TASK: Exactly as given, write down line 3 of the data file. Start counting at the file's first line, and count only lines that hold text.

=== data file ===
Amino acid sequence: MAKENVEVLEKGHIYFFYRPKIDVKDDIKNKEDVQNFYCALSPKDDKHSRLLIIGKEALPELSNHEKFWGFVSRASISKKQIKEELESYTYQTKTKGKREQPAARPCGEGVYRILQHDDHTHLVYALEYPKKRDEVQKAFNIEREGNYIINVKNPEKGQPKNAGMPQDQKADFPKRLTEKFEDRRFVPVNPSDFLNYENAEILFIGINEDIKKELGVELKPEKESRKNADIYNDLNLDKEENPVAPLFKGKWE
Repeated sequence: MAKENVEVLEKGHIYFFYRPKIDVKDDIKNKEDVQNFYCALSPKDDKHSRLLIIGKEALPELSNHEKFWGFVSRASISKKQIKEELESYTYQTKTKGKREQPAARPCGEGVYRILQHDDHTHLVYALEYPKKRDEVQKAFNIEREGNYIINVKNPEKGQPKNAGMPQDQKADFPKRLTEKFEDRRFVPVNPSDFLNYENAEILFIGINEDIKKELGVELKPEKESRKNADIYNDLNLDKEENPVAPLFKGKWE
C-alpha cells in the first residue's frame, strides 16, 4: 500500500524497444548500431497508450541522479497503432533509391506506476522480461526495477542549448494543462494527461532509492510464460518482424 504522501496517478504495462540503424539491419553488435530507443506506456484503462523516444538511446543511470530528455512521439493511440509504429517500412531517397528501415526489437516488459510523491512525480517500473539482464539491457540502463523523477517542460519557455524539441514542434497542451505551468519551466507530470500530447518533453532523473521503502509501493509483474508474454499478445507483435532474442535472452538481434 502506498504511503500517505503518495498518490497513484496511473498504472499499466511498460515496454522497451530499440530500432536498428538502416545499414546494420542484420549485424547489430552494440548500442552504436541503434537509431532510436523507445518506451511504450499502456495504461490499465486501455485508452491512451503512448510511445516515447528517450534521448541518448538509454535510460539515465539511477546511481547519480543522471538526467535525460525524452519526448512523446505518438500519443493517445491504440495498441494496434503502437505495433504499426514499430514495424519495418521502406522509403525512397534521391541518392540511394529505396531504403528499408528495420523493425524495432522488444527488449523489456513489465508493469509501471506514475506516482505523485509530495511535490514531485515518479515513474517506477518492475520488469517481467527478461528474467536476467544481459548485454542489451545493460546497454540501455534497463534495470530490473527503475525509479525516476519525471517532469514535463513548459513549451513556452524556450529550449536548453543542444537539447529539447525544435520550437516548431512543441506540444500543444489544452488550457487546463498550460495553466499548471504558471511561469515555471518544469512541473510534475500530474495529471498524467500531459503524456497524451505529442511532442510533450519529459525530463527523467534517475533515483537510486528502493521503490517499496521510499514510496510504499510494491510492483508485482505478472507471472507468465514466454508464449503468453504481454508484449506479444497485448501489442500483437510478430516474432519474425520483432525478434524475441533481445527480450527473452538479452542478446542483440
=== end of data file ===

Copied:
C-alpha cells in the first residue's frame, strides 16, 4: 500500500524497444548500431497508450541522479497503432533509391506506476522480461526495477542549448494543462494527461532509492510464460518482424 504522501496517478504495462540503424539491419553488435530507443506506456484503462523516444538511446543511470530528455512521439493511440509504429517500412531517397528501415526489437516488459510523491512525480517500473539482464539491457540502463523523477517542460519557455524539441514542434497542451505551468519551466507530470500530447518533453532523473521503502509501493509483474508474454499478445507483435532474442535472452538481434 502506498504511503500517505503518495498518490497513484496511473498504472499499466511498460515496454522497451530499440530500432536498428538502416545499414546494420542484420549485424547489430552494440548500442552504436541503434537509431532510436523507445518506451511504450499502456495504461490499465486501455485508452491512451503512448510511445516515447528517450534521448541518448538509454535510460539515465539511477546511481547519480543522471538526467535525460525524452519526448512523446505518438500519443493517445491504440495498441494496434503502437505495433504499426514499430514495424519495418521502406522509403525512397534521391541518392540511394529505396531504403528499408528495420523493425524495432522488444527488449523489456513489465508493469509501471506514475506516482505523485509530495511535490514531485515518479515513474517506477518492475520488469517481467527478461528474467536476467544481459548485454542489451545493460546497454540501455534497463534495470530490473527503475525509479525516476519525471517532469514535463513548459513549451513556452524556450529550449536548453543542444537539447529539447525544435520550437516548431512543441506540444500543444489544452488550457487546463498550460495553466499548471504558471511561469515555471518544469512541473510534475500530474495529471498524467500531459503524456497524451505529442511532442510533450519529459525530463527523467534517475533515483537510486528502493521503490517499496521510499514510496510504499510494491510492483508485482505478472507471472507468465514466454508464449503468453504481454508484449506479444497485448501489442500483437510478430516474432519474425520483432525478434524475441533481445527480450527473452538479452542478446542483440